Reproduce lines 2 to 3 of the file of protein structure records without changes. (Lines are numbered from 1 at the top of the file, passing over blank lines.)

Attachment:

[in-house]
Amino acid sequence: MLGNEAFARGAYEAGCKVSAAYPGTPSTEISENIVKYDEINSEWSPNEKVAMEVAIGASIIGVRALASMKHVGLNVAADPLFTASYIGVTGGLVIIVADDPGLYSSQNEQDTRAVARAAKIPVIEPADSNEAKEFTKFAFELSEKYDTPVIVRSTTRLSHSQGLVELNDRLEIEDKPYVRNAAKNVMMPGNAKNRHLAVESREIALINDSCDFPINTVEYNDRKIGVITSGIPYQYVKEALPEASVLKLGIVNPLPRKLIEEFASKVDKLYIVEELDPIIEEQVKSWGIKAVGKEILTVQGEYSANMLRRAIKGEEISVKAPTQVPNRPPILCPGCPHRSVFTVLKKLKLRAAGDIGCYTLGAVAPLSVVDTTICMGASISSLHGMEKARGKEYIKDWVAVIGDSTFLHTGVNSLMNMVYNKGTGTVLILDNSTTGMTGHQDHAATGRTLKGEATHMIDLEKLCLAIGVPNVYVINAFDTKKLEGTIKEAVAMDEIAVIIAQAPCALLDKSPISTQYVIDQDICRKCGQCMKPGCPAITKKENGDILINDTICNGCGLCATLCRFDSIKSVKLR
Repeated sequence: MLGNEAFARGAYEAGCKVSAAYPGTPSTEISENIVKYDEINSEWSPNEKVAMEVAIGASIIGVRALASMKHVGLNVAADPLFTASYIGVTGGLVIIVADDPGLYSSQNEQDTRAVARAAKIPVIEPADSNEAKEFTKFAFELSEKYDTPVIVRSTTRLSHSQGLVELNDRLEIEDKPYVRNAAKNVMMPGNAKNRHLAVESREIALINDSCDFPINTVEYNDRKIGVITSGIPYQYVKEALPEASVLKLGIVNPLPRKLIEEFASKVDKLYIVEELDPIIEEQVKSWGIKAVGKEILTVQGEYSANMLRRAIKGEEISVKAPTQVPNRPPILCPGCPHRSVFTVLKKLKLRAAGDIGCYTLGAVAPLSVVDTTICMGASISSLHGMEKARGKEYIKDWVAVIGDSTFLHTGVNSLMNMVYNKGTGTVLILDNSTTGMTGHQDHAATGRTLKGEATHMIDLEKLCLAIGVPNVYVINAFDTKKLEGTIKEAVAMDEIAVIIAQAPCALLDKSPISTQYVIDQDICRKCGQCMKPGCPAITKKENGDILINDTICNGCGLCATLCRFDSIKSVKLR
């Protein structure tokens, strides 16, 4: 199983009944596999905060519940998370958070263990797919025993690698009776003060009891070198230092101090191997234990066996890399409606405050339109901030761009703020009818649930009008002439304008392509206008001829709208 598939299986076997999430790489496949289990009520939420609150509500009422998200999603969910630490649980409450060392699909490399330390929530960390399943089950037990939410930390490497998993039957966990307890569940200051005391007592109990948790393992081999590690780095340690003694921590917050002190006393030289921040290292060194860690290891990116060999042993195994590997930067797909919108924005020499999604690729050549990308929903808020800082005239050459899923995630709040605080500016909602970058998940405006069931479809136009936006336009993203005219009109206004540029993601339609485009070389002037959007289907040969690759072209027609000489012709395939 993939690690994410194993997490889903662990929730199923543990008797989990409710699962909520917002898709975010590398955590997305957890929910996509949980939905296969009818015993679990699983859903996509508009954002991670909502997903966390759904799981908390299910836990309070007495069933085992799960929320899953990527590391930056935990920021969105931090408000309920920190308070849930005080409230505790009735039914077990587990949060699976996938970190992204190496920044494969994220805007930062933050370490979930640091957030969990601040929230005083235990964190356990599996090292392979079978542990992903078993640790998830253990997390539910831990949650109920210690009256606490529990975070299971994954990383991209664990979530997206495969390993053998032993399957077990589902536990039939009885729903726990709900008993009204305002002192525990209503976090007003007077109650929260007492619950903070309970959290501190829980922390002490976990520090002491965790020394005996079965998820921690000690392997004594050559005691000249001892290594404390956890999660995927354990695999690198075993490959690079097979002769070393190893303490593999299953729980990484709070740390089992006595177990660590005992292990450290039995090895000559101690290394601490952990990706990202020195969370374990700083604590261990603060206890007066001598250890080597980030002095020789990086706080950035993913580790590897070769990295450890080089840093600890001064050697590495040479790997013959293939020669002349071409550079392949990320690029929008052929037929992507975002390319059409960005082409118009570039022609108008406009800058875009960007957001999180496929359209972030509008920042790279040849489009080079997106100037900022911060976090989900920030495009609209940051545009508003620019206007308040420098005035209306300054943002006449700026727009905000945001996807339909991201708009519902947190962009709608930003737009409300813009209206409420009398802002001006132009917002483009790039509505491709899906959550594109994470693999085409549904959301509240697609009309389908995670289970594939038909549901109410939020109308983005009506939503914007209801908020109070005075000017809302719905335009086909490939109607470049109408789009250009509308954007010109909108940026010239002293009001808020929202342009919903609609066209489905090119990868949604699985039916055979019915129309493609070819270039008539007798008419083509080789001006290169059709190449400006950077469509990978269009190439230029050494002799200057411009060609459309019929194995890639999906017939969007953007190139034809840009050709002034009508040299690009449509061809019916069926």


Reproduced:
Amino acid sequence: MLGNEAFARGAYEAGCKVSAAYPGTPSTEISENIVKYDEINSEWSPNEKVAMEVAIGASIIGVRALASMKHVGLNVAADPLFTASYIGVTGGLVIIVADDPGLYSSQNEQDTRAVARAAKIPVIEPADSNEAKEFTKFAFELSEKYDTPVIVRSTTRLSHSQGLVELNDRLEIEDKPYVRNAAKNVMMPGNAKNRHLAVESREIALINDSCDFPINTVEYNDRKIGVITSGIPYQYVKEALPEASVLKLGIVNPLPRKLIEEFASKVDKLYIVEELDPIIEEQVKSWGIKAVGKEILTVQGEYSANMLRRAIKGEEISVKAPTQVPNRPPILCPGCPHRSVFTVLKKLKLRAAGDIGCYTLGAVAPLSVVDTTICMGASISSLHGMEKARGKEYIKDWVAVIGDSTFLHTGVNSLMNMVYNKGTGTVLILDNSTTGMTGHQDHAATGRTLKGEATHMIDLEKLCLAIGVPNVYVINAFDTKKLEGTIKEAVAMDEIAVIIAQAPCALLDKSPISTQYVIDQDICRKCGQCMKPGCPAITKKENGDILINDTICNGCGLCATLCRFDSIKSVKLR
Repeated sequence: MLGNEAFARGAYEAGCKVSAAYPGTPSTEISENIVKYDEINSEWSPNEKVAMEVAIGASIIGVRALASMKHVGLNVAADPLFTASYIGVTGGLVIIVADDPGLYSSQNEQDTRAVARAAKIPVIEPADSNEAKEFTKFAFELSEKYDTPVIVRSTTRLSHSQGLVELNDRLEIEDKPYVRNAAKNVMMPGNAKNRHLAVESREIALINDSCDFPINTVEYNDRKIGVITSGIPYQYVKEALPEASVLKLGIVNPLPRKLIEEFASKVDKLYIVEELDPIIEEQVKSWGIKAVGKEILTVQGEYSANMLRRAIKGEEISVKAPTQVPNRPPILCPGCPHRSVFTVLKKLKLRAAGDIGCYTLGAVAPLSVVDTTICMGASISSLHGMEKARGKEYIKDWVAVIGDSTFLHTGVNSLMNMVYNKGTGTVLILDNSTTGMTGHQDHAATGRTLKGEATHMIDLEKLCLAIGVPNVYVINAFDTKKLEGTIKEAVAMDEIAVIIAQAPCALLDKSPISTQYVIDQDICRKCGQCMKPGCPAITKKENGDILINDTICNGCGLCATLCRFDSIKSVKLR